Finally, some countries impose consumption tax on mining enterprises for reasons such as industry resource adjustment. For example, in the United States, the “Supplemental Budget Reconciliation Document” issued by the US Treasury Department in March 2023 suggested imposing consumption taxes in stages based on the cost of electricity used in cryptocurrency mining. Companies engaged in mining activities were required to report their electricity consumption and the type of electricity used.

3. Nigeria’s Tax System

3.1 Overview of Tax System

Nigeria’s tax system is based on direct taxes and indirect taxes. The main direct taxes are: corporate income tax, personal income tax, capital gains tax, petroleum profit tax, and various miscellaneous taxes; the main indirect taxes are: value-added tax, import duties, consumption tax (goods tax), and stamp duty.

Nigeria has a fairly complete tax law system and a fairly systematic tax administration system, which is Nigerian companies are required to pay corporate income tax on their profits from global operations, while non-Nigerian companies pay a certain percentage of their income from certain activities in Nigeria, collected by the federal government. The rate of corporate income tax for Nigerian resident companies is 30%, payable annually. Non-resident companies are required to pay a special tax of 15% on their annual turnover if they conduct business in Nigeria and generate more than 60 million naira in revenue. If their annual turnover in Nigeria is less than 60 million naira, they are required to pay a special tax of 1.5 million naira, or 15% of 60 million naira.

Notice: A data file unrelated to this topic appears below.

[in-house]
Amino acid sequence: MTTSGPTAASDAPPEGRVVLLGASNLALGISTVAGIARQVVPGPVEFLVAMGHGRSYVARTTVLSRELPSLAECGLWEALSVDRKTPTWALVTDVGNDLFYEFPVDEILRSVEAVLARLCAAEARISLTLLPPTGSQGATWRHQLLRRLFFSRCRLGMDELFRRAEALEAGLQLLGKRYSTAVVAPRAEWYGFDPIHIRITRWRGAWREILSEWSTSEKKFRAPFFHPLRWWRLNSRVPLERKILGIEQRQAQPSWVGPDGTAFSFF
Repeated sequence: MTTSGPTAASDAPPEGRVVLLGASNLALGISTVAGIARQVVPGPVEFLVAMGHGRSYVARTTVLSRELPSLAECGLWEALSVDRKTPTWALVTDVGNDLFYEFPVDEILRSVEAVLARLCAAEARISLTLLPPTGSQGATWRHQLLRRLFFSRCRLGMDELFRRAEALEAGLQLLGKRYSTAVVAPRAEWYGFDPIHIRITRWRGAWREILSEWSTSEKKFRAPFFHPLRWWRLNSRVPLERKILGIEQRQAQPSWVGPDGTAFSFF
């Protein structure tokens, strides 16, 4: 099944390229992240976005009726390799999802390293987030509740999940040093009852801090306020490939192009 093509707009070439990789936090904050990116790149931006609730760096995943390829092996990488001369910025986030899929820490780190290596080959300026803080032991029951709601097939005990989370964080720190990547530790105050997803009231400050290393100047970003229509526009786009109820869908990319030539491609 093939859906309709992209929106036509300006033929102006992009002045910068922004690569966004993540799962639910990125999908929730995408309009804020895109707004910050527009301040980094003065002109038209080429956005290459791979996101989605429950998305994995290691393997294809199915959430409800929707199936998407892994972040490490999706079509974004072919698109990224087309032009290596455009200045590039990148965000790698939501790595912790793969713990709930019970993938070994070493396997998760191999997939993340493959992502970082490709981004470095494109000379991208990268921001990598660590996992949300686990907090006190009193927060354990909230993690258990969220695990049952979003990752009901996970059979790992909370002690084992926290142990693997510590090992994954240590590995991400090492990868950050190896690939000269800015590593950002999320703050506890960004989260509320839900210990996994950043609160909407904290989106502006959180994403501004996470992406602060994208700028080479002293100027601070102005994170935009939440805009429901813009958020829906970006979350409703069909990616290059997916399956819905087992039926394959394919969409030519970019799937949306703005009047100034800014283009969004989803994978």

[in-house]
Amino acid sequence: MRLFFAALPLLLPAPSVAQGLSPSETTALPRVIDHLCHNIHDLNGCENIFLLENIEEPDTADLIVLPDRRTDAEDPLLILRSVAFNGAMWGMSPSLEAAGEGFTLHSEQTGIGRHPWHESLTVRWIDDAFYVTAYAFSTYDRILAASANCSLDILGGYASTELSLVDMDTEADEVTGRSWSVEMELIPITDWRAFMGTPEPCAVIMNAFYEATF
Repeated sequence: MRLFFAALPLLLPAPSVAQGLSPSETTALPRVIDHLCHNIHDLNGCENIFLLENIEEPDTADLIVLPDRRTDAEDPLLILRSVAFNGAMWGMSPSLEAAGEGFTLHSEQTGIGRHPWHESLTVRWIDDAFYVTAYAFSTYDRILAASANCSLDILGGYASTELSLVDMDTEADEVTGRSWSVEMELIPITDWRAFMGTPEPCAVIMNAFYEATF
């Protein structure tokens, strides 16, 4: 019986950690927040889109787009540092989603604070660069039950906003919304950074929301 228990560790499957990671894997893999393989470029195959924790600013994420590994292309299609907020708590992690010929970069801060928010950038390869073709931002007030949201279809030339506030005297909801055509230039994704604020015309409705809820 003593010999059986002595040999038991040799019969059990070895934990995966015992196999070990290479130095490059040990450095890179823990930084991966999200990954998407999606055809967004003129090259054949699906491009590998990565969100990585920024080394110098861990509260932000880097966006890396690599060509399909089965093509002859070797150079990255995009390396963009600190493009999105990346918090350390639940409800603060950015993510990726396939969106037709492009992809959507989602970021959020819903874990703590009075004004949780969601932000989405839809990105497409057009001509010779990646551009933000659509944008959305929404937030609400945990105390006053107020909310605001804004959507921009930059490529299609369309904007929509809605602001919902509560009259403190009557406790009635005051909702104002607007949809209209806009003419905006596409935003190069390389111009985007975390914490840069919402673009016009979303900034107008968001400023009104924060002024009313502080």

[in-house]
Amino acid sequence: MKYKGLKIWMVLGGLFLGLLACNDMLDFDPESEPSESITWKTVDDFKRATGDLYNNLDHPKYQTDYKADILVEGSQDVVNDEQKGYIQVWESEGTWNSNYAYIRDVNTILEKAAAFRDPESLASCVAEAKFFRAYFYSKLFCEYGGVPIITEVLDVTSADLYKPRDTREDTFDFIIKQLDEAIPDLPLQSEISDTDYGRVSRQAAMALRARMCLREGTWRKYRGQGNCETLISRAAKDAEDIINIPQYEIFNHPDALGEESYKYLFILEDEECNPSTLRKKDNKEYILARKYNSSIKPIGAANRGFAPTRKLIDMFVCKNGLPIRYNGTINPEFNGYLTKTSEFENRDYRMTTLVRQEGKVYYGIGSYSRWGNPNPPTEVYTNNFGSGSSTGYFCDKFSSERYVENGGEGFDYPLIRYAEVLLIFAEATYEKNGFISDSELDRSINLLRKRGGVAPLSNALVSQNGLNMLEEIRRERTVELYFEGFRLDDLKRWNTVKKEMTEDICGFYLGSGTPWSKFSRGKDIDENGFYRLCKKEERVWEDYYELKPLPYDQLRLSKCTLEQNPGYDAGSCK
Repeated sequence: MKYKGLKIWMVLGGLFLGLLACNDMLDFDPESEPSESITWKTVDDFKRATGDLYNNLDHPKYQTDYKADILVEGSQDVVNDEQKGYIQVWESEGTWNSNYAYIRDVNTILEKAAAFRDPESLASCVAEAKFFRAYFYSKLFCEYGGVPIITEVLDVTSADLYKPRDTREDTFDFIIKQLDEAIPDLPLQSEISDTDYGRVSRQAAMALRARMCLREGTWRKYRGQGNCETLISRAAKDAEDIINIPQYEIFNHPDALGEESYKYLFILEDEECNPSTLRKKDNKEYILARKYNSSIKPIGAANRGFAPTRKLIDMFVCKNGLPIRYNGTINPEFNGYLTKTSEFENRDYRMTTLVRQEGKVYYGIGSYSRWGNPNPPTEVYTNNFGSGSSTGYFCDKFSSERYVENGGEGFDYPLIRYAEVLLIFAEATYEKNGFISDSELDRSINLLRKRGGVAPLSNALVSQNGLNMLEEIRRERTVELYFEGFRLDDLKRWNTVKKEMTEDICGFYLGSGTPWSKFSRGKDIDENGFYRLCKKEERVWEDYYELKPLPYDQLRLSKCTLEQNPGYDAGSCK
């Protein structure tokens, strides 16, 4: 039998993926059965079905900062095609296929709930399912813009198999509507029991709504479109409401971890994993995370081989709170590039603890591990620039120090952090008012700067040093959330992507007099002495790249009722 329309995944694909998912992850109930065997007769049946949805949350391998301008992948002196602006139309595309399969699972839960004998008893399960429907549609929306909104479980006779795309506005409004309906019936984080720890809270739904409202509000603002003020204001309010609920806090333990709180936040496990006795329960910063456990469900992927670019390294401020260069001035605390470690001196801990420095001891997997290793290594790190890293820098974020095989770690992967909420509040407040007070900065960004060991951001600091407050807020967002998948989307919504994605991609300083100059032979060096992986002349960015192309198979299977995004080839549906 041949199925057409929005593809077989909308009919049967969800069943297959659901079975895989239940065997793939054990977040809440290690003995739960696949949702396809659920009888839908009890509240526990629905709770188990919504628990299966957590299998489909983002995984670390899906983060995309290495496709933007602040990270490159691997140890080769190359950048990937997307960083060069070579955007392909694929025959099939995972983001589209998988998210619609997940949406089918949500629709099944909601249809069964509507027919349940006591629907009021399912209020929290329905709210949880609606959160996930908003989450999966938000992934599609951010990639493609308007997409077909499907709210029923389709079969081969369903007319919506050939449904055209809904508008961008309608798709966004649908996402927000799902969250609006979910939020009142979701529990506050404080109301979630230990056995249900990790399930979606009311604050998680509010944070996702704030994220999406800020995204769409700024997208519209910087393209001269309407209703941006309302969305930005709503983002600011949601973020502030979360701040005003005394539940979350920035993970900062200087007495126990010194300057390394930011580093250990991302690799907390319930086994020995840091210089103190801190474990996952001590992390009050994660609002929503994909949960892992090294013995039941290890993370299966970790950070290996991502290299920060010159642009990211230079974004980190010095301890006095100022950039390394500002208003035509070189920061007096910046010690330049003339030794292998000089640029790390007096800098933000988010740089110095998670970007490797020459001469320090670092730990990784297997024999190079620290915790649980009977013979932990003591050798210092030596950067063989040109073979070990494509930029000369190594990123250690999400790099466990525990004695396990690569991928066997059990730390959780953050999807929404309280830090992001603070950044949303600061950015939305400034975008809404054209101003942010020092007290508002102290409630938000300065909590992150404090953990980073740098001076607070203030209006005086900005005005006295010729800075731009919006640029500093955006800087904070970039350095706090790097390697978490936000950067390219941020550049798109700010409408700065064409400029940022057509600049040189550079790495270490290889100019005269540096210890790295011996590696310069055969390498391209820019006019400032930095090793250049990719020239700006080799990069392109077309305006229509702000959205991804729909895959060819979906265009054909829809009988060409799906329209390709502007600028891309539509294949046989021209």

3.2.2 Value Added Tax (VAT)

Value Added Tax is levied in Nigeria on sales of goods or provision of independent services, as well as on imports of goods or services. Prior to February 1, 2020, Nigeria levied a 5% Value Added Tax on the face value of invoices for existing taxable goods or services, including imported goods. Effective February 1, 2020, the standard VAT rate for all taxable goods and services was raised from 5% to 7.5%.

3.2.3 Tariffs

Import tariffs are non-preferential and apply equally to all countries. Special tariffs or ad valorem tariffs may be imposed on goods based on their nature, with the legal tender currency being the naira for payment of duties. Goods that the government believes are being dumped or receiving non-normal subsidies, and thus pose a threat to existing or potential domestic industries, may be subject to special tariffs.

3.2.4 Capital Gains Tax

Under Nigerian tax law, individuals who dispose of shares worth N100 million or more within a continuous 12-month period are required to pay a 10% capital gains tax, unless the proceeds are reinvested in the shares of any Nigerian company.

4. Tax Analysis of Cryptocurrency Mining Enterprises in Nigeria

After India, Nigeria has become the world’s second largest user of cryptocurrencies. The central bank of Nigeria has rescinded the relevant ban set in 2021, allowing financial institutions to engage in transactions with companies providing digital currency services. Although Nigeria’s related regulations remain strict, this is still an unprecedented opportunity for the cryptocurrency industry, attracting many cryptocurrency mining enterprises to settle in Nigeria, while inevitably involving some tax issues.